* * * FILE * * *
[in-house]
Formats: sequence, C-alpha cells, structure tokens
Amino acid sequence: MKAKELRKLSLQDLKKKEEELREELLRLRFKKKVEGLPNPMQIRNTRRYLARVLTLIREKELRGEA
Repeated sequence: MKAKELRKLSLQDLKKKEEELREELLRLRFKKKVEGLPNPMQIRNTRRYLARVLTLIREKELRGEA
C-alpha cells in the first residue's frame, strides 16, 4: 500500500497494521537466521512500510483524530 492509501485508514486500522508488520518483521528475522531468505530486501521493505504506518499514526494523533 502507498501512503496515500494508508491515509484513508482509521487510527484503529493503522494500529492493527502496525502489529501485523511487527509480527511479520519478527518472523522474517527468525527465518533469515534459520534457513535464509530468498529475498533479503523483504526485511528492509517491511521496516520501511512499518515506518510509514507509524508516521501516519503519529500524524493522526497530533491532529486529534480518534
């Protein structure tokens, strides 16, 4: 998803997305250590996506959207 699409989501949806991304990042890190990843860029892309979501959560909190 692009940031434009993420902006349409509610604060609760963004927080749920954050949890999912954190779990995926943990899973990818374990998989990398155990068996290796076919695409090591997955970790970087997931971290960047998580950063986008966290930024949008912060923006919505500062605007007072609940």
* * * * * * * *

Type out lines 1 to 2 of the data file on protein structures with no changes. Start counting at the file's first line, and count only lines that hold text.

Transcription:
[in-house]
Formats: sequence, C-alpha cells, structure tokens